We've Got Hollywood Covered
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Just the MPTF Facts, Ma’am

Last week, we received word that the Teamsters have joined SAG in standing up against the closure of the Motion Picture and Television Fund Long Term Care facility. Our momentum in ramping up the heat is moving faster than the spinning dial on my bathroom scale.  
 
Still, in the afterglow of this momentous development, I was surfing the IATSE website and came across a document that the MPTF is trying to put over entitled "Setting the Record Straight."
 
It reads like a script from Dragnet. Staccato "facts" that would be better delivered by a droll Sgt. Friday on the steps of a house in the Valley where the faint smell of contraband piques the ire of the deadpan Sgt. Friday and Officer Bill Gannon. You remember watching the show if you’re my age — that moment when fits of giggles takes over in reaction to a scene meant more for drama than comedy, because it is so ridiculous and absurd.
 
Well, here are the real facts ma’am, as the MPTF would want you to believe — along with what the reality of the situation really is. You get extra points for keeping a straight face, even more for signing our petition:
 
1. FACT:  MPTF IS NOT CLOSING — MPTF IS CLOSING ITS HOSPITAL ONLY
Bull. More than the hospital is closing, much more. The long term care center, the final home to now around 80 elderly and infirm motion picture and television industry and union workers has also been scheduled to close. How bleak is the future of our health care when the hospital and nursing home that has been serving our industry for over 80 years is voluntarily closed by a bunch of ill-informed movie moguls? What’s next? What services will be denied to us? They’ve already closed the ICU in the hospital, now they want to close the LTC — is Harry’s Haven next? Where will you go if you have something more severe than a hangnail or a hemorrhoid?
 
2. FACT:  THE WASSERMAN CAMPUS RETIREMENT COMMUNITY CONTINUES TO BE A VITAL AND ACTIVE PART OF THE MPTF MISSON
Really? Retirement isn’t all shuffleboard and bouncing the grandkids on the knee — it’s also about palliative care and care for advanced aging. If the MPTF had its way, this type of care will be performed by others, off campus, whose only affiliation with the Motion Picture Industry is the autographed picture of Hal "Goober" Lindsay in their waiting room. You will be taken out of your "home" and taken to other facilities for the rest of your days if your retirement finds you in need of round the clock skilled nursing. So much for a vital and active retirement community. Sounds a lot like the two dimensional community of "The Truman Show," where nothing was real. That metaphor now makes me part of the motion picture community too.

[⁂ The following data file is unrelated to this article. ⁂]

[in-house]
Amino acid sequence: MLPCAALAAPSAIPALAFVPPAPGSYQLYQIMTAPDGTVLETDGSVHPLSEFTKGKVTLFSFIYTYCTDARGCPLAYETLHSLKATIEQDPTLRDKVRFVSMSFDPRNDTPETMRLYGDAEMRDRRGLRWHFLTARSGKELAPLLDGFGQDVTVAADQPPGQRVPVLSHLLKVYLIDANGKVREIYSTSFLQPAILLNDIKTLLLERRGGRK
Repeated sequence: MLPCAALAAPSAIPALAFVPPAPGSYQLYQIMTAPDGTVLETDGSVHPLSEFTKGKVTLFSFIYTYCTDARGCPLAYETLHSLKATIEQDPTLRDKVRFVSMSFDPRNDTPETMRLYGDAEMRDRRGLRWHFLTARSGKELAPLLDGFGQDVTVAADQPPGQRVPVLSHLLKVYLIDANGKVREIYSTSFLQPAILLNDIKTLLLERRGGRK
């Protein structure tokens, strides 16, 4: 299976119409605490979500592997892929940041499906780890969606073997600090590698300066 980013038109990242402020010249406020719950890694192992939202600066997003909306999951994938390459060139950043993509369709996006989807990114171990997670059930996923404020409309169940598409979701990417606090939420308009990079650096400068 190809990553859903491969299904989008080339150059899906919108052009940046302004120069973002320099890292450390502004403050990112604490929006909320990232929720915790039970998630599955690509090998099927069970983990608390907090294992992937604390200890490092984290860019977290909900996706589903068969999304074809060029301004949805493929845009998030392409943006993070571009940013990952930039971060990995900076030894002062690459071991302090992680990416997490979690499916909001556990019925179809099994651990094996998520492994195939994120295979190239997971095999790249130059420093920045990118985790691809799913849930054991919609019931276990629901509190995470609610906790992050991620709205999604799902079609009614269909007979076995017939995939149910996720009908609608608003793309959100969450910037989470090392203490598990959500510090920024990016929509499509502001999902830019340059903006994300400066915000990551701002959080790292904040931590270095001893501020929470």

3. FACT:  THE INDUSTRY COMMUNITY, BOTH WEALTHY AND RANK AND FILE HAVE BEEN EXTREMELY GENEROUS SUPPORTERS OF THE MPTF
This fact can cause spontaneous combustion in even the most devout MPTF’er. If this is true, then why were they not notified when, five years ago, it was discussed that the Long Term Care facility was spiraling down the drain? Would we be in the situation we are in today if the most generous supporters, of which there are billionaires, could not come together with the entertainment industry to raise the needed funds? They weren’t even asked.
 
4. FACT:  MPTF HAS A $130 MILLION INVESTMENT PORTFOLIO
The fact that a "nursing home" has the potential to bring down all of motion picture and television health care indicates the incompetence of management. Strategic planning in other health-care facilities have been able to deal with current economic conditions. The MPTF has weathered the Great Depression, Black Monday of 1987 and other serious economic challenges. Why is today different? With all its money and income, the MPTF does not want to provide the service — end of story.  It has other plans for the campus that do not include Long Term Care. It does not have that right.
 
5. FACT:  MPTF HAS PROVIDED MORE THAN $2 MILLION IN FINANCIAL ASSTANCE TO 4000 INDUSTRY MEMBERS IN 2008.
We applaud and support the ongoing efforts of the MPTF to assist all of us in times of need, to support scholarship and to subsidize industry members and their families. This does not negate it responsibility to the aged of our industry and union.
 
This isn’t the auto industry — this is the motion picture industry where even in this economy robust revenues pour in with every new blockbuster. Yes, there are challenges — but what type of industry are we if we turn our back on the most needy, infirm, elderly members that have bought and paid for the privilege of being a resident at the Motion Picture Home.
 
SAG and The Teamsters got it right.  Please look to your union or guild and ask them to support us in the fight to keep the promise of "Taking Care of Our Own" to their board and membership.
 
 
 
 
 
 

Winner of the Los Angeles Press Club's best blog award and a Southern California Journalism Award for his HollyBlogs, as well as an award for the Facebook group that helped to muscle the salvation of long-term care for the motion picture and television industry, Stellar's "vituperative blog on TheWrap" (Vanity Fair) focuses on issues related to the motion picture and entertainment industry. Stellar is founder of The Man/Kind Project, Inc., a 501(c)(3) corporation whose mission is to fight religious and cultural intolerance through the arts while building bridges of tolerance for all people. Stellar lives in Woodland Hills, California, with his wife of over 30 years, Nuala, and much too much Beatles memorabilia.